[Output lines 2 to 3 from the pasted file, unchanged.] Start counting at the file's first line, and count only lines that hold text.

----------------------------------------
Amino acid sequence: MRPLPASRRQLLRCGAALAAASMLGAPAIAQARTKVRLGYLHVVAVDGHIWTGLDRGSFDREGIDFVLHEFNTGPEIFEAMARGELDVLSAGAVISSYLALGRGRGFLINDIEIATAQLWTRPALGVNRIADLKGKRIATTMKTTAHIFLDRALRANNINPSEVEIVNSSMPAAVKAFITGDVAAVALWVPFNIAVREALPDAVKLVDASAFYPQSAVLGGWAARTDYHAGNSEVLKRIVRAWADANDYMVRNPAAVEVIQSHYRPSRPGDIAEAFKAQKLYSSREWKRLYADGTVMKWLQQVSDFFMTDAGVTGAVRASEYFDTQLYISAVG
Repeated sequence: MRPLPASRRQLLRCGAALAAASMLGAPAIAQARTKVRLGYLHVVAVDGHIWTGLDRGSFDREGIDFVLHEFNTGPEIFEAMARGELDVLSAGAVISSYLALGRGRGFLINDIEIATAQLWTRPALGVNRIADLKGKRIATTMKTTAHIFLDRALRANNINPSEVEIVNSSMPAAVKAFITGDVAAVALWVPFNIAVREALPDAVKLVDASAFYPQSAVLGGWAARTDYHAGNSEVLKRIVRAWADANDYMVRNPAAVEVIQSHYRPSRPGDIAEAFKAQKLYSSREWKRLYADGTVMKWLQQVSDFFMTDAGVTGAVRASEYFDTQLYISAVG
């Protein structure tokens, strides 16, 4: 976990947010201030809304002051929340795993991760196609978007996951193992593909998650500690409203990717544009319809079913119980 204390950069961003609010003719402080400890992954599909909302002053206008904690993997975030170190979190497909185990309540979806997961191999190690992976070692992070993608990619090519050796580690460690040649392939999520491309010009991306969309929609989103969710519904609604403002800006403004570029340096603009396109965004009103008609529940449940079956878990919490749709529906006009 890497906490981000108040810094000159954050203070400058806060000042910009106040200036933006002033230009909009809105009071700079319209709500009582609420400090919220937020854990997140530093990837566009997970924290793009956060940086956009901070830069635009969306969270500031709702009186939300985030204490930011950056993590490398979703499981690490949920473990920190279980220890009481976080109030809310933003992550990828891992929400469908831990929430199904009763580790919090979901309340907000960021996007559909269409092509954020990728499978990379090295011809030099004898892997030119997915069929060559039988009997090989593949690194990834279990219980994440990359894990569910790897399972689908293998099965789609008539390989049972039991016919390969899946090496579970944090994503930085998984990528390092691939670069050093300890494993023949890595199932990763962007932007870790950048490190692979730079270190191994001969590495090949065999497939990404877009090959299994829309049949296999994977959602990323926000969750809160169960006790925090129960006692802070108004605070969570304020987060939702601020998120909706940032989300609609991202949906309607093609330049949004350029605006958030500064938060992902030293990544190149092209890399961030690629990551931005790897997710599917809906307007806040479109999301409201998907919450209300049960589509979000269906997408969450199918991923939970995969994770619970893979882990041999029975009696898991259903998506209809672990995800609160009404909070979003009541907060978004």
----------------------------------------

Repeated sequence: MRPLPASRRQLLRCGAALAAASMLGAPAIAQARTKVRLGYLHVVAVDGHIWTGLDRGSFDREGIDFVLHEFNTGPEIFEAMARGELDVLSAGAVISSYLALGRGRGFLINDIEIATAQLWTRPALGVNRIADLKGKRIATTMKTTAHIFLDRALRANNINPSEVEIVNSSMPAAVKAFITGDVAAVALWVPFNIAVREALPDAVKLVDASAFYPQSAVLGGWAARTDYHAGNSEVLKRIVRAWADANDYMVRNPAAVEVIQSHYRPSRPGDIAEAFKAQKLYSSREWKRLYADGTVMKWLQQVSDFFMTDAGVTGAVRASEYFDTQLYISAVG
């Protein structure tokens, strides 16, 4: 976990947010201030809304002051929340795993991760196609978007996951193992593909998650500690409203990717544009319809079913119980 204390950069961003609010003719402080400890992954599909909302002053206008904690993997975030170190979190497909185990309540979806997961191999190690992976070692992070993608990619090519050796580690460690040649392939999520491309010009991306969309929609989103969710519904609604403002800006403004570029340096603009396109965004009103008609529940449940079956878990919490749709529906006009 890497906490981000108040810094000159954050203070400058806060000042910009106040200036933006002033230009909009809105009071700079319209709500009582609420400090919220937020854990997140530093990837566009997970924290793009956060940086956009901070830069635009969306969270500031709702009186939300985030204490930011950056993590490398979703499981690490949920473990920190279980220890009481976080109030809310933003992550990828891992929400469908831990929430199904009763580790919090979901309340907000960021996007559909269409092509954020990728499978990379090295011809030099004898892997030119997915069929060559039988009997090989593949690194990834279990219980994440990359894990569910790897399972689908293998099965789609008539390989049972039991016919390969899946090496579970944090994503930085998984990528390092691939670069050093300890494993023949890595199932990763962007932007870790950048490190692979730079270190191994001969590495090949065999497939990404877009090959299994829309049949296999994977959602990323926000969750809160169960006790925090129960006692802070108004605070969570304020987060939702601020998120909706940032989300609609991202949906309607093609330049949004350029605006958030500064938060992902030293990544190149092209890399961030690629990551931005790897997710599917809906307007806040479109999301409201998907919450209300049960589509979000269906997408969450199918991923939970995969994770619970893979882990041999029975009696898991259903998506209809672990995800609160009404909070979003009541907060978004």